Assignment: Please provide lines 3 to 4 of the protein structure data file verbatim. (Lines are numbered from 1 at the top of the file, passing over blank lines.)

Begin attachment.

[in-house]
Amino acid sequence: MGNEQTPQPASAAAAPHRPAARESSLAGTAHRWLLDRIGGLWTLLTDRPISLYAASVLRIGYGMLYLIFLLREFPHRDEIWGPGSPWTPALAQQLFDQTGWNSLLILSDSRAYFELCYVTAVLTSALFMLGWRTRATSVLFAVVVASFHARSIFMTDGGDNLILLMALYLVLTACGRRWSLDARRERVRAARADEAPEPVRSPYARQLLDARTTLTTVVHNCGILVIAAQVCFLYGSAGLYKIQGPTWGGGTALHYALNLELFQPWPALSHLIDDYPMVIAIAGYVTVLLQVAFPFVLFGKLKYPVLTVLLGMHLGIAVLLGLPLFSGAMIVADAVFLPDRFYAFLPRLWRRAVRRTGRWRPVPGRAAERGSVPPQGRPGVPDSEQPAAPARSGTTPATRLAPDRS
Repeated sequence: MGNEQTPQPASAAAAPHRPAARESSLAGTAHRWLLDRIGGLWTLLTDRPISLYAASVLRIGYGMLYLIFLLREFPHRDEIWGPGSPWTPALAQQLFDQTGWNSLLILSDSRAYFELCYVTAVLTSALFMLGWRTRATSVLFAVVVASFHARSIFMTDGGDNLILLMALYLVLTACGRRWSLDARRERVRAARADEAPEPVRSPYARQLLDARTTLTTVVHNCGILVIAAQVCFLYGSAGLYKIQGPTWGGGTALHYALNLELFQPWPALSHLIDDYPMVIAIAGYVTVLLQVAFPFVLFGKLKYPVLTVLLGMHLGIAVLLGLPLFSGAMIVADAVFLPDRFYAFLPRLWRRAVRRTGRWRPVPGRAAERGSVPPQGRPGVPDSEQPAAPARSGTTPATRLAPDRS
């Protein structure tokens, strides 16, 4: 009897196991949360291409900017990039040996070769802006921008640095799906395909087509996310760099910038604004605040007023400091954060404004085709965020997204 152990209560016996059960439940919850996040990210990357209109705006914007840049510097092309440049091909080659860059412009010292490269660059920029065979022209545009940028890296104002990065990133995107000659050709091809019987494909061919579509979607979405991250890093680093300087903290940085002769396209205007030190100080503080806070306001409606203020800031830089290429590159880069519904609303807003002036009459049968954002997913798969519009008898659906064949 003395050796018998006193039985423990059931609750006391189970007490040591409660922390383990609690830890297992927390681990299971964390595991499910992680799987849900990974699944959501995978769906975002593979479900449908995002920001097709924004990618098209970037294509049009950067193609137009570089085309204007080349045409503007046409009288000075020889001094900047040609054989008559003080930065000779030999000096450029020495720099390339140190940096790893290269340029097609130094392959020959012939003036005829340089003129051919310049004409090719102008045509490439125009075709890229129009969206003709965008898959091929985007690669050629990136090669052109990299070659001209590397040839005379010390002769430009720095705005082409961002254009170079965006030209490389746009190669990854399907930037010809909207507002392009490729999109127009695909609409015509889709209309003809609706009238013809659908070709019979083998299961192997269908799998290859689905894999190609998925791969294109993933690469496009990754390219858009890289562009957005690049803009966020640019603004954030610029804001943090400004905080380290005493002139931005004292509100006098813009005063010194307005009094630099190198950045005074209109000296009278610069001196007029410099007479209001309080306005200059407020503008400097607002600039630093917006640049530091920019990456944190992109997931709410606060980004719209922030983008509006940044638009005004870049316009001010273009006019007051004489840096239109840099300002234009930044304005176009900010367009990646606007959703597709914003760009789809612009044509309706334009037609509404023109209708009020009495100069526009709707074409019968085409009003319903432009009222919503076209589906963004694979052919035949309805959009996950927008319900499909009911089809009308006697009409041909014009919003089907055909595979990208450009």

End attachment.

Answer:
Repeated sequence: MGNEQTPQPASAAAAPHRPAARESSLAGTAHRWLLDRIGGLWTLLTDRPISLYAASVLRIGYGMLYLIFLLREFPHRDEIWGPGSPWTPALAQQLFDQTGWNSLLILSDSRAYFELCYVTAVLTSALFMLGWRTRATSVLFAVVVASFHARSIFMTDGGDNLILLMALYLVLTACGRRWSLDARRERVRAARADEAPEPVRSPYARQLLDARTTLTTVVHNCGILVIAAQVCFLYGSAGLYKIQGPTWGGGTALHYALNLELFQPWPALSHLIDDYPMVIAIAGYVTVLLQVAFPFVLFGKLKYPVLTVLLGMHLGIAVLLGLPLFSGAMIVADAVFLPDRFYAFLPRLWRRAVRRTGRWRPVPGRAAERGSVPPQGRPGVPDSEQPAAPARSGTTPATRLAPDRS
């Protein structure tokens, strides 16, 4: 009897196991949360291409900017990039040996070769802006921008640095799906395909087509996310760099910038604004605040007023400091954060404004085709965020997204 152990209560016996059960439940919850996040990210990357209109705006914007840049510097092309440049091909080659860059412009010292490269660059920029065979022209545009940028890296104002990065990133995107000659050709091809019987494909061919579509979607979405991250890093680093300087903290940085002769396209205007030190100080503080806070306001409606203020800031830089290429590159880069519904609303807003002036009459049968954002997913798969519009008898659906064949 003395050796018998006193039985423990059931609750006391189970007490040591409660922390383990609690830890297992927390681990299971964390595991499910992680799987849900990974699944959501995978769906975002593979479900449908995002920001097709924004990618098209970037294509049009950067193609137009570089085309204007080349045409503007046409009288000075020889001094900047040609054989008559003080930065000779030999000096450029020495720099390339140190940096790893290269340029097609130094392959020959012939003036005829340089003129051919310049004409090719102008045509490439125009075709890229129009969206003709965008898959091929985007690669050629990136090669052109990299070659001209590397040839005379010390002769430009720095705005082409961002254009170079965006030209490389746009190669990854399907930037010809909207507002392009490729999109127009695909609409015509889709209309003809609706009238013809659908070709019979083998299961192997269908799998290859689905894999190609998925791969294109993933690469496009990754390219858009890289562009957005690049803009966020640019603004954030610029804001943090400004905080380290005493002139931005004292509100006098813009005063010194307005009094630099190198950045005074209109000296009278610069001196007029410099007479209001309080306005200059407020503008400097607002600039630093917006640049530091920019990456944190992109997931709410606060980004719209922030983008509006940044638009005004870049316009001010273009006019007051004489840096239109840099300002234009930044304005176009900010367009990646606007959703597709914003760009789809612009044509309706334009037609509404023109209708009020009495100069526009709707074409019968085409009003319903432009009222919503076209589906963004694979052919035949309805959009996950927008319900499909009911089809009308006697009409041909014009919003089907055909595979990208450009």